To get an idea what camping in Ehrenberg is like, you can watch my YouTube Video – Camping With a Group of Nomads in Ehrenberg.
I was having a very pleasant time visiting with this group, some who were newly made friends. At one point we got on the subject of the internet because I was going to drive into Ehrenberg to check my email and create a blog post. A couple of the people I was camping with had Wi-Fi in their vans, and I enquired about it. It sounded truly wonderful, but the Jetpack would cost $75.00 and then there was the service, which I believe Verizon was charging around $120 a month for back then (or more). I’m one of those people who has a pay-as-you-go phone because I don’t want to pay more than $15.00 a month for phone calls. I certainly couldn’t afford a data plan. It was totally out of the question.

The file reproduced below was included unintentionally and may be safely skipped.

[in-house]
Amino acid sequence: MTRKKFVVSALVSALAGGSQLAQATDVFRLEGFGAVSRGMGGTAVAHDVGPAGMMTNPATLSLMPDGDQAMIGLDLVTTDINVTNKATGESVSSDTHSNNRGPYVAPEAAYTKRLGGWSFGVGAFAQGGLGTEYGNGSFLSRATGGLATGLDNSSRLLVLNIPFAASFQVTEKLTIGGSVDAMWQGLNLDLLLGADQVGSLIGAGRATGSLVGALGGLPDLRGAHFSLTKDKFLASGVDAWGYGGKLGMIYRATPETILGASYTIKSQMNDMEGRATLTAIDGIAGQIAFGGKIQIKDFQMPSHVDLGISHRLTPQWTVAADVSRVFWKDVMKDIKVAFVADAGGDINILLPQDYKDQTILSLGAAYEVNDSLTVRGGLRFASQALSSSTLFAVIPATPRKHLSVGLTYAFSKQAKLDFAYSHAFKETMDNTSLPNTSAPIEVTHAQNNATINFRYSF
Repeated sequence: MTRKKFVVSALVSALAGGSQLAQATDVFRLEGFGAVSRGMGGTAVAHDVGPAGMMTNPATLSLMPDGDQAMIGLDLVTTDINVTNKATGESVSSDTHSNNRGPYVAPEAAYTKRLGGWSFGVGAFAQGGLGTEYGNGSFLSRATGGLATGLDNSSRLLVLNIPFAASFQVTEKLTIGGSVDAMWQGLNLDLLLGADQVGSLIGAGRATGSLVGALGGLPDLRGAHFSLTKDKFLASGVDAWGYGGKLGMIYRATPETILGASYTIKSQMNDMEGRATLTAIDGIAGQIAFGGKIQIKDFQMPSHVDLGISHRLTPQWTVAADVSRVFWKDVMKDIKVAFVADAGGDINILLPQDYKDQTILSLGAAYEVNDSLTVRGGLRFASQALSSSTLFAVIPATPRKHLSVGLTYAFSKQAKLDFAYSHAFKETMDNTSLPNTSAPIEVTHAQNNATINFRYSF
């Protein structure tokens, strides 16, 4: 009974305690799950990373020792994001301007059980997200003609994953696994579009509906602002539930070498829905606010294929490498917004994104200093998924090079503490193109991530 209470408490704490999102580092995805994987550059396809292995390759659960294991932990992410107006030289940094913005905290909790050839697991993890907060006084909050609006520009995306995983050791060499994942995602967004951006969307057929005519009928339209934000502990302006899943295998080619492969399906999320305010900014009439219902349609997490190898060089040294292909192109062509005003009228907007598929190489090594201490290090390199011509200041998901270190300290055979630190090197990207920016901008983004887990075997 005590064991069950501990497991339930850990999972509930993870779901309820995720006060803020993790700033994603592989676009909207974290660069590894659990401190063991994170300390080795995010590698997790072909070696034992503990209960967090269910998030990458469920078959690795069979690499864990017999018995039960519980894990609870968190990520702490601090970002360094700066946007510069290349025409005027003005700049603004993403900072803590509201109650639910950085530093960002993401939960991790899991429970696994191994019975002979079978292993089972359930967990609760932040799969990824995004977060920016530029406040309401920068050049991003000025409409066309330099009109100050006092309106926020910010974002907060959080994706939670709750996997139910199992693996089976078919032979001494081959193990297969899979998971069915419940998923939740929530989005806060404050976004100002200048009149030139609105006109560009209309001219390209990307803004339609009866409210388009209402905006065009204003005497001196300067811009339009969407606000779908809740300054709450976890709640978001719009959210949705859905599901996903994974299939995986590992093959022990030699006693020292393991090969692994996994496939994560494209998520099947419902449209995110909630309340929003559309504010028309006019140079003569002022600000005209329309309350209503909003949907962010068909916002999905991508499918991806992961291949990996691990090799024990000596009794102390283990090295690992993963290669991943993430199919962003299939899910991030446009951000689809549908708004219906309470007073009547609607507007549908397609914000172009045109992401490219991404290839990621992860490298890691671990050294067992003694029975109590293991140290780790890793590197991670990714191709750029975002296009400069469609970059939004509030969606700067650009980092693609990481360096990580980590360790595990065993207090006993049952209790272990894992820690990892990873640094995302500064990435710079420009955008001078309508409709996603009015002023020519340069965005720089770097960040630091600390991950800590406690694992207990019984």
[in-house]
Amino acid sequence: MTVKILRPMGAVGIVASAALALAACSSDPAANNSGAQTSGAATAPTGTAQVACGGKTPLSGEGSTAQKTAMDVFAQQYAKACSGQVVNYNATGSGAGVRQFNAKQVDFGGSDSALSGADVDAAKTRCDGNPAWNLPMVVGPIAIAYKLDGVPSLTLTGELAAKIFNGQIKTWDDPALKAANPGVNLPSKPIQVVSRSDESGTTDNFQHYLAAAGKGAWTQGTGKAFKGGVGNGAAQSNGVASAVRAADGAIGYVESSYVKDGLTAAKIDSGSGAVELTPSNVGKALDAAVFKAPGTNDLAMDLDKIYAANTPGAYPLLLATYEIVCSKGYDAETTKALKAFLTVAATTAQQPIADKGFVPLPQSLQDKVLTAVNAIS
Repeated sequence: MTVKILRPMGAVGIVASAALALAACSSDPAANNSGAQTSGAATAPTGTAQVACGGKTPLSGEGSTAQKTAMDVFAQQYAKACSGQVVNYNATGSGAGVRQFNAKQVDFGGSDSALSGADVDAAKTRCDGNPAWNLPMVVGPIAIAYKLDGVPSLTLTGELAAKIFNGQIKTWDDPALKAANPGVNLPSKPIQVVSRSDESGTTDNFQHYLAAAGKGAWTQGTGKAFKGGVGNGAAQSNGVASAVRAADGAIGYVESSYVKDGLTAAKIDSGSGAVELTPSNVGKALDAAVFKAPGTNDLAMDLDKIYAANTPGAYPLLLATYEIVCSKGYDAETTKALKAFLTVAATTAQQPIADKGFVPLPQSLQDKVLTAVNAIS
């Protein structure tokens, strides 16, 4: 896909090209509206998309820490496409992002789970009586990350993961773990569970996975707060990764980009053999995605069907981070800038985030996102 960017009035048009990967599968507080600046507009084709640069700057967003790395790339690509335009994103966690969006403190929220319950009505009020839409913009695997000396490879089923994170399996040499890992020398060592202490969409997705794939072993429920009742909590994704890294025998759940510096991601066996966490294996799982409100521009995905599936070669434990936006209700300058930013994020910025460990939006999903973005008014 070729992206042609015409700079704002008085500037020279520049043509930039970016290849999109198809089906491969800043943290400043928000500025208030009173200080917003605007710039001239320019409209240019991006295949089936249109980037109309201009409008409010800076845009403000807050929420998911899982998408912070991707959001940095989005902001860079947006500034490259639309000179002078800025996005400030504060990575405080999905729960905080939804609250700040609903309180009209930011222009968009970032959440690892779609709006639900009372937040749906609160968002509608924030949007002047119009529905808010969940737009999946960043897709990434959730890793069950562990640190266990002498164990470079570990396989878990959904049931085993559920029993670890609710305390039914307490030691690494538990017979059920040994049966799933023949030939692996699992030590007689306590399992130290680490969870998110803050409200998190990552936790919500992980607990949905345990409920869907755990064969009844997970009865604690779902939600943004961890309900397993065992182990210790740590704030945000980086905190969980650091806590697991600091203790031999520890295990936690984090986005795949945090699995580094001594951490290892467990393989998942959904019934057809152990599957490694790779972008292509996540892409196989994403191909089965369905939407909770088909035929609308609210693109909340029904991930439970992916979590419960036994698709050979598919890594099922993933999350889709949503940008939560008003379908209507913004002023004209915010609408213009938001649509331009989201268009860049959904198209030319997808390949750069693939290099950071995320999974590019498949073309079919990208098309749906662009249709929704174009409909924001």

That’s when one of my new friends told me that he had a couple of spare Jetpacks, and he’d give me one if I was willing to get it flashed myself. Apparently, he’d had a flashed Jetpack, but had let the monthly payment expire, so he’d bought another Jetpack that came with two months of service again because it was easier than getting it flashed. I figured I had nothing to lose, because if this worked, I not only would I get two months of WiFi in my van, but afterward it would only cost me $5 a month for unlimited 3G wireless. I was very excited about this possibility and borrowed one of their Jetpacks so I could go to e-bay and type in the keywords, Verizon, Unlimited, 3G, and hey-presto, there on the screen were a good many choices of Jetpacks for sale, already flashed, with two months of service included. I scrolled down and found some providers that offered the flashing service on its own. I settled for a mid-priced service because he had a good reputation, and got in touch with him like he told me to (before paying the fee). Then I used PayPal to pay the guy to flash my jetpack remotely ($30) so that if he turned out the be a bad deal, I’d be able to get my money back. After that, I followed his instructions, which involved hooking my Jetpack to my computer and downloading a program that allowed him to access my Jetpack through my computer. It was a bit awkward, and even a bit nerve-wracking (giving a stranger access to my computer), but eventually it got done, and later that day I had WiFi in my vehicle, and all it cost me was $30.00, which even included two months service. The flashing service I used was by unleashedddata, and I’m recommending him because he was honest, and has answered every question I asked him, even after he’d done the service and didn’t need to ever respond to me again. I will use him again if I forget to renew my subscription at any point in the future.